To protect key New Zealand business assets from unnecessarily falling into foreign ownership while the economy recovers from the impacts of the COVID-19 pandemic, the Government has changed parts of the Overseas Investment Act 2005 (the Act).
“We need to minimise the possibility that cornerstone businesses in our productive economy are sold in a way contrary to our national interest while the pandemic is causing the value of many businesses to fall,” Associate Finance Minister David Parker said.
Notification Process & Penalties
From 16 June 2020, the changes to the Act require that an overseas person must notify the Overseas Investment Office (OIO) if they are proposing to acquire, regardless of value, the following interests in a NZ business or its assets:
A. An ownership interest of more than 25%;
B. An increase of an existing ownership interest to or beyond certain ownership thresholds (50%, 75% or 100%); or
C. Assets representing 25% of more of an existing business.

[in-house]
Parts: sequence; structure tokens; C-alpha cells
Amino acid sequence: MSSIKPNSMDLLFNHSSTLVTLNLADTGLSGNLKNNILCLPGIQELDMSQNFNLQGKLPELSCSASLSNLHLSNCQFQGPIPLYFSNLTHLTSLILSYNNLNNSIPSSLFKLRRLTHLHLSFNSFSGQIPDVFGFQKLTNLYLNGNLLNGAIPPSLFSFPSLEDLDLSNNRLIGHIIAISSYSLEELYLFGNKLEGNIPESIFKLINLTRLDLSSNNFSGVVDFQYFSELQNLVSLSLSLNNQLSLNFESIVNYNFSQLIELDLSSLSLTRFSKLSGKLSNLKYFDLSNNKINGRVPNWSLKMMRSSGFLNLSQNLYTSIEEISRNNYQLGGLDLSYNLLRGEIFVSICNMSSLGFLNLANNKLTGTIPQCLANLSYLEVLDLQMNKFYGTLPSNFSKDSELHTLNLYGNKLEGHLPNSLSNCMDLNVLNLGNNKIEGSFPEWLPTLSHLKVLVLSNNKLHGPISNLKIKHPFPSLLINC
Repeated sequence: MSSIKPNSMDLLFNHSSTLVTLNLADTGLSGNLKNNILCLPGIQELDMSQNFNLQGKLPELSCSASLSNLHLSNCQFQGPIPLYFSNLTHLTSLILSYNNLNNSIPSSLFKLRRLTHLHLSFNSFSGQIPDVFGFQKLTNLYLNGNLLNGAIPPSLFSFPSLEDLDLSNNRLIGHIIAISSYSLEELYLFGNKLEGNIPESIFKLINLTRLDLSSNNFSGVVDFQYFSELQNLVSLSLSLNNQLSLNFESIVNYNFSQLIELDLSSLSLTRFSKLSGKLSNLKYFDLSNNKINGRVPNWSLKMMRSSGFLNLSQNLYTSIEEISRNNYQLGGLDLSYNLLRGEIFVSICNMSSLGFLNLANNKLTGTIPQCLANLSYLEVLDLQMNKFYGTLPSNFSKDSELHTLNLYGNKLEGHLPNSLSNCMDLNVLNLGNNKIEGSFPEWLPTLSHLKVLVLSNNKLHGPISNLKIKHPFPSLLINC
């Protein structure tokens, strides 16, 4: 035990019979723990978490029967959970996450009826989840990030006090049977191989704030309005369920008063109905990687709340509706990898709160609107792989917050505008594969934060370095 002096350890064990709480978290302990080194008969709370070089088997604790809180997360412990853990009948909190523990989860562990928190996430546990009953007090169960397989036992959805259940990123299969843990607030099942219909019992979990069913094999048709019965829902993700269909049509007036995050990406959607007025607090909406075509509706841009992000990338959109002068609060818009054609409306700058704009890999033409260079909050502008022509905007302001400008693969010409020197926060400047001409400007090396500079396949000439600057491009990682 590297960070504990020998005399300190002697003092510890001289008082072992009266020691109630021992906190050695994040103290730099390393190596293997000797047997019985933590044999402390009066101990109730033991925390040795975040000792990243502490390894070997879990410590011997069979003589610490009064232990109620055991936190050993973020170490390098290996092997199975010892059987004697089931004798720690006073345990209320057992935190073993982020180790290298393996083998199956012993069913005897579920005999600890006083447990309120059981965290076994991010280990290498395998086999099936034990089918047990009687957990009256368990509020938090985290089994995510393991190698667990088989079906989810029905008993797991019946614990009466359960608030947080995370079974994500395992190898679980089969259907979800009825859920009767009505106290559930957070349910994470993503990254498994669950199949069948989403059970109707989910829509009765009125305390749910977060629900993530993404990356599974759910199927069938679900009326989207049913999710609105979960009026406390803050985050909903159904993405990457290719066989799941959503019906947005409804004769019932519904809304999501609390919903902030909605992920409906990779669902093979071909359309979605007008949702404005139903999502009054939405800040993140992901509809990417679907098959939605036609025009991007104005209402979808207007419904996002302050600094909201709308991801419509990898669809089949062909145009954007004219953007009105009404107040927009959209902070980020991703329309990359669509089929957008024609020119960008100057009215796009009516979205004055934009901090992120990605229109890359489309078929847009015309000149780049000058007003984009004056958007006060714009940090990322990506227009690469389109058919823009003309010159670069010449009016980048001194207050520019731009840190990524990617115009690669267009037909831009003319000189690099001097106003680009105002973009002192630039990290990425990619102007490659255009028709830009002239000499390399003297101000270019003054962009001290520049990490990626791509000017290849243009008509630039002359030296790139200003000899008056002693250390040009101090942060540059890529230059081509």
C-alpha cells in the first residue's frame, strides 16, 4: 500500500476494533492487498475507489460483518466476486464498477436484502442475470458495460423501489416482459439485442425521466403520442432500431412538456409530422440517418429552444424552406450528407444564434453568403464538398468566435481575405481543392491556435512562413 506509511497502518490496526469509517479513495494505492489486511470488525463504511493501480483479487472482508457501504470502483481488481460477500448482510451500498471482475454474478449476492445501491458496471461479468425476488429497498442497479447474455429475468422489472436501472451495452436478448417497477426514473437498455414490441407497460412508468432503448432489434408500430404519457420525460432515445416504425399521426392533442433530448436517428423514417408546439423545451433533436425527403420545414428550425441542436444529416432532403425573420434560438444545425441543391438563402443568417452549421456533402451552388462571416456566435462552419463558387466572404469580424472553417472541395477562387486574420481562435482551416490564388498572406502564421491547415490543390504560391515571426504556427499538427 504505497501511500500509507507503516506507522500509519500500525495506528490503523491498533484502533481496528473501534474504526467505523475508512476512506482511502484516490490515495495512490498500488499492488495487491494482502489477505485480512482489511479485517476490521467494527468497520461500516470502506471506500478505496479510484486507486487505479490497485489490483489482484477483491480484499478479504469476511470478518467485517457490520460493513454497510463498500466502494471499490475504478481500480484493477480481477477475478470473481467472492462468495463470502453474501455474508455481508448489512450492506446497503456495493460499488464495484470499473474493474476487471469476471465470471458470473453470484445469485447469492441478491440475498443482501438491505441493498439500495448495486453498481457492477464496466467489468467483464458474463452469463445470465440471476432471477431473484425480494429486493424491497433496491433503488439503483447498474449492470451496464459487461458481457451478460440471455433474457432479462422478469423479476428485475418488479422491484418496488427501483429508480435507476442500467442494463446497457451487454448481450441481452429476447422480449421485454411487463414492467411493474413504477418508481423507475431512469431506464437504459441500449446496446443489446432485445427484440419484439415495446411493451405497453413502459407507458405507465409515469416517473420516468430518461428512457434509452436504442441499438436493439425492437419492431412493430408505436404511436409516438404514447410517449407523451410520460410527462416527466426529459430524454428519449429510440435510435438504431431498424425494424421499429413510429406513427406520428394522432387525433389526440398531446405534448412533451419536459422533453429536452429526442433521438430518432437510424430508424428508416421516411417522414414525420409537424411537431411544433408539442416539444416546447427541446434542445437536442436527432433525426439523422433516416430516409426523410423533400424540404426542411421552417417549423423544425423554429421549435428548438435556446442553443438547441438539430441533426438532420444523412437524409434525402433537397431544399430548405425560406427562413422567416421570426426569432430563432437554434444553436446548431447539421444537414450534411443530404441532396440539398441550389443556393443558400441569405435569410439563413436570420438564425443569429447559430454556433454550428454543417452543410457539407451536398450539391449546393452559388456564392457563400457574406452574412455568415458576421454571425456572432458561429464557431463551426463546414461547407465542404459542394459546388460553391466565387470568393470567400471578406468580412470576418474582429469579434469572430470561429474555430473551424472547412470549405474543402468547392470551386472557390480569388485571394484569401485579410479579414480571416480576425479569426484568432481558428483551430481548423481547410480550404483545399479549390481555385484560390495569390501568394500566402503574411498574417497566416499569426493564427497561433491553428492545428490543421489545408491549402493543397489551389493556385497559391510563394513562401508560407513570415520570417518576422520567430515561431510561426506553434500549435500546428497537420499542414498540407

The notification process from overseas persons to the OIO involves the following:
Overseas person to notify the OIO using the OIO’s on-line notification form.
OWait for the Minister (via his office) to make a Direction Order, or otherwise, determining whether the transaction is permitted to proceed.
The above notification process is of no charge to the overseas person, however can take up to between 10-40 working days (plus an additional 30 working days if deemed necessary by the Minister).
The penalty of non-notification for individuals can be up to $50,000 and $300,000 for others. The penalty of not following a condition of consent can trigger pecuniary penalties of up to $500,000 for individuals and $10,000,000 for others.
“It is important to have new rules that protect Kiwi businesses from being snapped up and having opportunities potentially lost in the event that a business owner wants to sell their assets, as they recover from the damage caused by the virus.” said Parker.
This temporary power will be reviewed every 90 days and will remain in place only while it is deemed as necessary to protect the essential interests of New Zealand.
“The changes we are introducing do not mean New Zealand is closing the door on foreign investment, only that the Government should have the ability to ensure that such investments are in line with our national interest and that we are well placed to grow once the COVID-19 crisis passes,” Parker said. “This Government welcomes productive, sustainable, and inclusive foreign investment.”
These changes sit alongside existing consent pathways for significant business and sensitive land assets.